Cagnon was named to the all-
WCHA second team.
the top five in final WCHA goalie
standings.
The Denver-Michigan State
game tonight will center around
two stars: the Pioneer's George
Morrison and the Spartans' Don
Thompson. Morrison won his sec-
ond straight WCHA scoring crown
with 18 goals and 19 assists. How-
ever, Denver may be hurting since
the Scarborough, Ontario junior
came up with a twisted knee in
the Pioneers' loss to Colorado Col-
lege last Saturday and his status
for the playoffs is uncertain.
Thompson, who scored five goals
in Michigan State's last conquest
here, has been given the nickname
"Zippy" by h i s teammates.
Thompson has the speed and agil-
ity to break a game open single
handedly.

'.w4-,

Eas
New York
Milwaukee
Baltimore
Philadelphia
Cincinnati
Boston
Detroit
We
Atlanta
Los Angeles
Phoenix
Chicago
Seattle
San Francisco
San Diego

Professional Standings
NBA Yesterday's Results

stern Division
W L
58 16
54 24
46 30
40 36
33 44
31 43
31 46
stern Division
44 34
42 35
35 42
34 41
33 44
28 48
24 51

Pct.
.784
.692
.605
.526
.429
.427
.403
.564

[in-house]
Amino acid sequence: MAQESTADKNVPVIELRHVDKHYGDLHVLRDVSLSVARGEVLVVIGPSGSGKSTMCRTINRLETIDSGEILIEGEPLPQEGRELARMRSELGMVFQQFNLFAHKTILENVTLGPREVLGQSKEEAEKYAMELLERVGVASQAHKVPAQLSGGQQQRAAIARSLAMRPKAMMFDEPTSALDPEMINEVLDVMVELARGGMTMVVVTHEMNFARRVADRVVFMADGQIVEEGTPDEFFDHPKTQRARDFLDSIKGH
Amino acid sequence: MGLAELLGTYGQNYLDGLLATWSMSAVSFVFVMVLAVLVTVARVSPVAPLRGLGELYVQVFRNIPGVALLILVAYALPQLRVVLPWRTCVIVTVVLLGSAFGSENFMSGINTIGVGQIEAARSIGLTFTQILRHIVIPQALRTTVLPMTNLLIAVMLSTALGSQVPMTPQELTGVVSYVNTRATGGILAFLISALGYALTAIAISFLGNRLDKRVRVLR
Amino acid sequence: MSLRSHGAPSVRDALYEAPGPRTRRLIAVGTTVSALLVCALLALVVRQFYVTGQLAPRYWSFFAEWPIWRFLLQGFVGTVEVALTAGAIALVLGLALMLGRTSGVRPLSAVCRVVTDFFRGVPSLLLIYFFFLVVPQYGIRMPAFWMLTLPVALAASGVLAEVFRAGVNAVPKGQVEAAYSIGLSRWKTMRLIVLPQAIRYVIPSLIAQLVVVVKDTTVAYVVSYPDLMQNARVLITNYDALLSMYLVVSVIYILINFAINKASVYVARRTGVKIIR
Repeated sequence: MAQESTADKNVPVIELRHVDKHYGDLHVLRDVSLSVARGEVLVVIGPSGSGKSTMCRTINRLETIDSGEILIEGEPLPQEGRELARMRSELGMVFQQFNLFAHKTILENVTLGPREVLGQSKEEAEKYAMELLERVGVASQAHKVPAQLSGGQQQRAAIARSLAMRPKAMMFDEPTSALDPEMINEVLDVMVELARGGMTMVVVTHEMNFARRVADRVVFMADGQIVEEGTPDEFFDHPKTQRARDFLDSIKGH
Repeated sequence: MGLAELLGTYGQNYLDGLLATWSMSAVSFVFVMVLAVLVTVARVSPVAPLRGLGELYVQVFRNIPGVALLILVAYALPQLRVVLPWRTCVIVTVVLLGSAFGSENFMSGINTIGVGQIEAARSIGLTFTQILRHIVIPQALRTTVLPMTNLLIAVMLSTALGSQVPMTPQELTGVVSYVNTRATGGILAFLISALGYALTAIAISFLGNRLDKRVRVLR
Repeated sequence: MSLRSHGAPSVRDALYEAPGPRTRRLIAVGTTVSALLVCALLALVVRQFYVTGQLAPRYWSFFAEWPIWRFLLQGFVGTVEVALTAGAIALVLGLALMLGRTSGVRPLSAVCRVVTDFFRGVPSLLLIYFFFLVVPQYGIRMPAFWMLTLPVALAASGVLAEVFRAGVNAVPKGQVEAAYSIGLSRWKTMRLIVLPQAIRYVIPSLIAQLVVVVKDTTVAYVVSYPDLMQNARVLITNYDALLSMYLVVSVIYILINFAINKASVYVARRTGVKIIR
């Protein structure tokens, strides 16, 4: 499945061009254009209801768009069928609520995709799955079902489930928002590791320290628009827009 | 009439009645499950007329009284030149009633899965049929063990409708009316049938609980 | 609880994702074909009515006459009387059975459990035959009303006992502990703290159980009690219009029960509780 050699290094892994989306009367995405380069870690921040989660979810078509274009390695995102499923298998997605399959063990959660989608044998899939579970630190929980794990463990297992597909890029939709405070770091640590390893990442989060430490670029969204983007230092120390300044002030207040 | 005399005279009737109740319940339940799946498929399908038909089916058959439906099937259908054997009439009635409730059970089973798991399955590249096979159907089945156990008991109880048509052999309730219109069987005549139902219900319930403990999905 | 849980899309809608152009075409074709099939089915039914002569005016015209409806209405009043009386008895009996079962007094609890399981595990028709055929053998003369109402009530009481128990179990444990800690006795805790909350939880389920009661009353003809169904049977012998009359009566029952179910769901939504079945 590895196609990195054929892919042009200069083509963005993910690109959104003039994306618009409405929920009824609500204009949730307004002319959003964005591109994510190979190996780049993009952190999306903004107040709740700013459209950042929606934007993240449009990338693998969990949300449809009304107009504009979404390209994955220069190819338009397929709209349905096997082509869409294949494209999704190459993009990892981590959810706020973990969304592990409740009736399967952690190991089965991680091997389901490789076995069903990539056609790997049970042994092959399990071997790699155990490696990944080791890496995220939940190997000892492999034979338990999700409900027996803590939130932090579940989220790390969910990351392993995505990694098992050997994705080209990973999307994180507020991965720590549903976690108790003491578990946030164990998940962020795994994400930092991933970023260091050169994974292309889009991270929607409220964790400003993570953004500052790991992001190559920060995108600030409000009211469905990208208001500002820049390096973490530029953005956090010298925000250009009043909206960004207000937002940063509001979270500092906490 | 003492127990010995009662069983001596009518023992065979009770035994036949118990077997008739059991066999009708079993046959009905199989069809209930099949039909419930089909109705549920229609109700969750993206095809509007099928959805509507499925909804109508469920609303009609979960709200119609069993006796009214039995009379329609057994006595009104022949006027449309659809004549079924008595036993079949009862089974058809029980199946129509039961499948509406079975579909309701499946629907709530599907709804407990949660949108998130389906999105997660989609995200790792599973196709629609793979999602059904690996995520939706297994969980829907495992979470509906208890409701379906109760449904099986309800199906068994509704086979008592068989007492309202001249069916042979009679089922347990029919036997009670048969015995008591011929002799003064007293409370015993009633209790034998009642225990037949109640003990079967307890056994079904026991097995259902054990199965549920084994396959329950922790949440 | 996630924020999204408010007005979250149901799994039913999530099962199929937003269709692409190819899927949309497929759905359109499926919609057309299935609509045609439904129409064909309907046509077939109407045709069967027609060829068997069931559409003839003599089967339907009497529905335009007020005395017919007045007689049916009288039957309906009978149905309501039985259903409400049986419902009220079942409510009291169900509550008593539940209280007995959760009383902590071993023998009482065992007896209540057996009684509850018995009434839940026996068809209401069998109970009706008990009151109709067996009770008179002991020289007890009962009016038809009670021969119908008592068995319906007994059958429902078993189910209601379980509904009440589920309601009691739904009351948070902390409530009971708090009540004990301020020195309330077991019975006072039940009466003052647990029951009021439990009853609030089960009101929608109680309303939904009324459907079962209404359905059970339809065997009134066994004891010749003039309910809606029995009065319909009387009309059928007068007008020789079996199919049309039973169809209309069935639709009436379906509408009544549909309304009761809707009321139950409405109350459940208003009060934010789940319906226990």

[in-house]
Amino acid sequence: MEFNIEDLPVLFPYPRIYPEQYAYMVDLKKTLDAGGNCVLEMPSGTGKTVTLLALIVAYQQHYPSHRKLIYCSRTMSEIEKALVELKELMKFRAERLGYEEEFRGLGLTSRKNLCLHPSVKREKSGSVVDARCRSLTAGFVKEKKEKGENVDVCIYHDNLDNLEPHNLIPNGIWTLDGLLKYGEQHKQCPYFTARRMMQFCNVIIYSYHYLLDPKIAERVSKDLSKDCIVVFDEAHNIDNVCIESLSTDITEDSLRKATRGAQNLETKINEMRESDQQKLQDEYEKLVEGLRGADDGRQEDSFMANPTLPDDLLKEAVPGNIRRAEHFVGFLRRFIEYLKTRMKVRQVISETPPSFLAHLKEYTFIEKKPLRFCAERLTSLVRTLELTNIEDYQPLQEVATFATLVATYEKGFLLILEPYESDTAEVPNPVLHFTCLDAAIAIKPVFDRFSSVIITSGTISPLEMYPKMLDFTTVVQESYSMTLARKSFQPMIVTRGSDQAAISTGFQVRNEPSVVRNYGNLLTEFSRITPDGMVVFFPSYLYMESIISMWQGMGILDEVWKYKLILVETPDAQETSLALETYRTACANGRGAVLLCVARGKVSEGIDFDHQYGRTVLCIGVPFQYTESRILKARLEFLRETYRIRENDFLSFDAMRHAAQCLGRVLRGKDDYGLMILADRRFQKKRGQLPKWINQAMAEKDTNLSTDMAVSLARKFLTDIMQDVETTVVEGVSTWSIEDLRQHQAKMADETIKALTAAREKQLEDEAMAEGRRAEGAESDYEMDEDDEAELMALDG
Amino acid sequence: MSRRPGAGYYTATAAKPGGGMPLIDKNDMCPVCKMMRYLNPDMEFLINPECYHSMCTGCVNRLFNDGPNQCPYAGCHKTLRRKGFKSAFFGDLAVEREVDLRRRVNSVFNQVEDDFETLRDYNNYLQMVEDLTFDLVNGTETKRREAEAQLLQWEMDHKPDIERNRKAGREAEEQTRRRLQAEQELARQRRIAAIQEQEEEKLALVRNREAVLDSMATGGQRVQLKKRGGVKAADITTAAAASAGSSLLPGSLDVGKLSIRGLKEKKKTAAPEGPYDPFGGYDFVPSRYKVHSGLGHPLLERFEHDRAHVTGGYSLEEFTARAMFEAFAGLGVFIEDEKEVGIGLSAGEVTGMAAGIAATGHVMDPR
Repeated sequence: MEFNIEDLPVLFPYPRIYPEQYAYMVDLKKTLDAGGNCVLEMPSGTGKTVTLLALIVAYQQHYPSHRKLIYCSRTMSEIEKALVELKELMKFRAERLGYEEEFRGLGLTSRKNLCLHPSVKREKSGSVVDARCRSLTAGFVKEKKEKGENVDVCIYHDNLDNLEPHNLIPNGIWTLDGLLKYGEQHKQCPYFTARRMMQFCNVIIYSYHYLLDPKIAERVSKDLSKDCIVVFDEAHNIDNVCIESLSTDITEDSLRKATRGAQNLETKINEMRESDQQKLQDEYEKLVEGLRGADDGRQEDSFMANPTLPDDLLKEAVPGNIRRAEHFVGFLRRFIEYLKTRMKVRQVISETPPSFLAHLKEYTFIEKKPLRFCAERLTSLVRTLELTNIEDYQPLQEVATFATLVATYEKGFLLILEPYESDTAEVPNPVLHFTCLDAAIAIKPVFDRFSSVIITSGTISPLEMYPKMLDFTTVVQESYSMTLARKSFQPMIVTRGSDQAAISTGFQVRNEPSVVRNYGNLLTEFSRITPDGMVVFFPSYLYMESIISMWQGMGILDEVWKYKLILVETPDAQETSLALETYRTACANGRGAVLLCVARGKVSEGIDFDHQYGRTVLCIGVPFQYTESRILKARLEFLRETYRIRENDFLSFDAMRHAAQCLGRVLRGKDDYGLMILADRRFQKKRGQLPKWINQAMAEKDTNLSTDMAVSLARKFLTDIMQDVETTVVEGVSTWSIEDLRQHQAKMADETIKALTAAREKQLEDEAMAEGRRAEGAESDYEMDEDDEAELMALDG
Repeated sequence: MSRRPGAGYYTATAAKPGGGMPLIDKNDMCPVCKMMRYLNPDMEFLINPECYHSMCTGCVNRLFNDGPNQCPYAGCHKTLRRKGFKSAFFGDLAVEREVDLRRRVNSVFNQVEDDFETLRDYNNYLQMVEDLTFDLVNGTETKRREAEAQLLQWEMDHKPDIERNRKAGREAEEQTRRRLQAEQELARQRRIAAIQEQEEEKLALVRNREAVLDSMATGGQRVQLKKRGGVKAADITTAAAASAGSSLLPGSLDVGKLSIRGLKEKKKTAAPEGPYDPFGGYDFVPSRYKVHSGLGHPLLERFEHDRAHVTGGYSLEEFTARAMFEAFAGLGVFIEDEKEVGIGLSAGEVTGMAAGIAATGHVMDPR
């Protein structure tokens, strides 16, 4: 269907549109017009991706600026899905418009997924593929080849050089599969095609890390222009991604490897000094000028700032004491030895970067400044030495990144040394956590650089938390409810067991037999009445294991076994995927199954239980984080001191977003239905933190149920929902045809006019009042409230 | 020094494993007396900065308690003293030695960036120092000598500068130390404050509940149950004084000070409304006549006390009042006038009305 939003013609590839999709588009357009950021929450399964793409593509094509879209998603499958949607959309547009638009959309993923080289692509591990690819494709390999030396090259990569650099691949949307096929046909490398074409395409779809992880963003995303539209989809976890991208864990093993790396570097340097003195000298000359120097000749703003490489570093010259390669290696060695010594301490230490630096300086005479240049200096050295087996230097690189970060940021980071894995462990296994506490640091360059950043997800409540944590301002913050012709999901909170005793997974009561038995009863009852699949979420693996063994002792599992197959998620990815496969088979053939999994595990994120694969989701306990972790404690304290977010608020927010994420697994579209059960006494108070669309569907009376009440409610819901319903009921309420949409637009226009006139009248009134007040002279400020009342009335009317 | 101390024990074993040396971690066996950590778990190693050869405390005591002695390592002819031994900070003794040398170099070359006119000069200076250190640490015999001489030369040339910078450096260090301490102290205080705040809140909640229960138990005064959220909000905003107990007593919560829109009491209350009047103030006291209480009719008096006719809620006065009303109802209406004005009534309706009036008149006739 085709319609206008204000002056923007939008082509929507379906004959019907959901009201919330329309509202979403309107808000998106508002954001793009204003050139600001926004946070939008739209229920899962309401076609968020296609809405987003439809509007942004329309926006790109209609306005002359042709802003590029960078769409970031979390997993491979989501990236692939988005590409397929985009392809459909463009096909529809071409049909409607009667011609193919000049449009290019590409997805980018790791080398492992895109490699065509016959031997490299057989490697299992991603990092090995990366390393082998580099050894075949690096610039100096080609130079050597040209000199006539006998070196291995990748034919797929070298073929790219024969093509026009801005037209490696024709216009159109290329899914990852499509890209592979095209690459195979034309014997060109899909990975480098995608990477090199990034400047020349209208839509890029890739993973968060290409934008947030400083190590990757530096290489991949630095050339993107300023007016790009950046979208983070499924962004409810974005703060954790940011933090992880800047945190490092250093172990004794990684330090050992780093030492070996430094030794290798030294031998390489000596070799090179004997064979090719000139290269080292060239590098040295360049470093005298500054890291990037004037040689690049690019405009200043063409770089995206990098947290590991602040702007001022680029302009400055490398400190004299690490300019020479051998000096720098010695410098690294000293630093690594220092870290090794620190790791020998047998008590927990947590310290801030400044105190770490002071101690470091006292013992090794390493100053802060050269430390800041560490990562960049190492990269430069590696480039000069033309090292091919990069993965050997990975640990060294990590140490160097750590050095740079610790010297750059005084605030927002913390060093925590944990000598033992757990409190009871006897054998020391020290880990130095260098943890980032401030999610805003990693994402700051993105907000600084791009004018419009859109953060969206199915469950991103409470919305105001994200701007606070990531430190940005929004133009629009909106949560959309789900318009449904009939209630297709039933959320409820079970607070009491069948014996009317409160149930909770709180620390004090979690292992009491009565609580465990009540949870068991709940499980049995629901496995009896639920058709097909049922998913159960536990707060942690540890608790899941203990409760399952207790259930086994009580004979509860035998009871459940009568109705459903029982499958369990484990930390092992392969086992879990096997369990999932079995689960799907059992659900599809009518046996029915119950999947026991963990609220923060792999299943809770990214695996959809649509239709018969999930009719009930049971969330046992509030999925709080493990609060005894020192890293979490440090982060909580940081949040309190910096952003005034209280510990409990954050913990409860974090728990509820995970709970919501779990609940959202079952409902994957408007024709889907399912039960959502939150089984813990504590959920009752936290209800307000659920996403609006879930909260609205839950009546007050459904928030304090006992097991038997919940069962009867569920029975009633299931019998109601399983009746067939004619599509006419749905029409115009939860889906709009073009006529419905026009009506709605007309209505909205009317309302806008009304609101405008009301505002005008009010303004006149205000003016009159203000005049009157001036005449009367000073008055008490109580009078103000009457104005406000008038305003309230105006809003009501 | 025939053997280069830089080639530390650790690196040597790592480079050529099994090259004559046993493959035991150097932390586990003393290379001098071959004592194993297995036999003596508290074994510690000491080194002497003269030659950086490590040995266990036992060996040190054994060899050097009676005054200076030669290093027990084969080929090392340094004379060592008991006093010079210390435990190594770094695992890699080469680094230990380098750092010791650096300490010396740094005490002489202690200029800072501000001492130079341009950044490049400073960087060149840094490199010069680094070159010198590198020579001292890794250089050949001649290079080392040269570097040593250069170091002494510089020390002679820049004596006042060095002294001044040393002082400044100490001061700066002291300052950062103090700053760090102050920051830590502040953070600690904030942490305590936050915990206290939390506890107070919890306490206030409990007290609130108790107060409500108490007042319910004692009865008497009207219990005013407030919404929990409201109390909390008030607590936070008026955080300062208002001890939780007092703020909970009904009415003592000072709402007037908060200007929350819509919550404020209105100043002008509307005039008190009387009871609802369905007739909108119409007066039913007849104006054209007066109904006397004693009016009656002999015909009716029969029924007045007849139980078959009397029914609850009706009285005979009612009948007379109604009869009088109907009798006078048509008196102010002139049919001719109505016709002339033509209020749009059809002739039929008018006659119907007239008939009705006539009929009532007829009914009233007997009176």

.545
.455
.453
.429
.368
.320

Yesterday's Games
Atlanta 122, San Diego 121
Boston 144, Cincinnati 127
Baltimore at San Francisco, inc.
NHL
East Division

GB
6
12
19
26!Y
28%
111
8Y2
10Y4
15
18!
GA
9 186
154
9 163
145
165
206
1150
196
196
209
0 212
248

Montreal 5, New York 3
Detroit 3, Toronto 1
Boston 0, Chicago 0, tie
Pittsburgh at Oakland, inc.
St. Louis at Minnesota, inc.

r

f

I

1

Boston
New York
Detroit
Chicago
Montreal-
Toronto
St. Louis
Pittsburgh
Philadelphia
Minnesota
Oakland
Los Angeles

W L T1
34 14 16
34 17 14
34 18 12
36 20 8
32 19 13
26 27 11
West Division
31 23 9
23 30 10
15 26 23
12 30 20
17 37 9,
10 44 10

Pt. GF
86 239
82 223
80 199
80 202
77 204
63 197
71 184
56 153
53 178
44 178
44 140
30 141

BUSINESS STAFF
proudly announces its
DEPARTMENT MANAGERS for 1970
Billing-MARILYN WEISBERG
Circulation--ROBERT BURRELL
Classified-JANE KRUEGER
Display-RICHARD RADCLIFFE
JOHN SOMMERS-Associate
Layout-JAMES FLYNN
DOUGLAS BUCHANAN-Associate
- : TA XTE'T' XTr Ir

Miss J moves up to spring in
soft navy wool coat. it's a young,
lively style with a belt and wide roll
collar, and double-breasted buttoning

BACH CLUB
presents

11

THE GOLIARD
BRASS ENSEMBLE
t Bach, Contropunctus 3
9 Gabrieli, "Canzone"
9 Vivaldi, Concerto for 2

I

Jlil

I

U

Back to Top

© 2017 Regents of the University of Michigan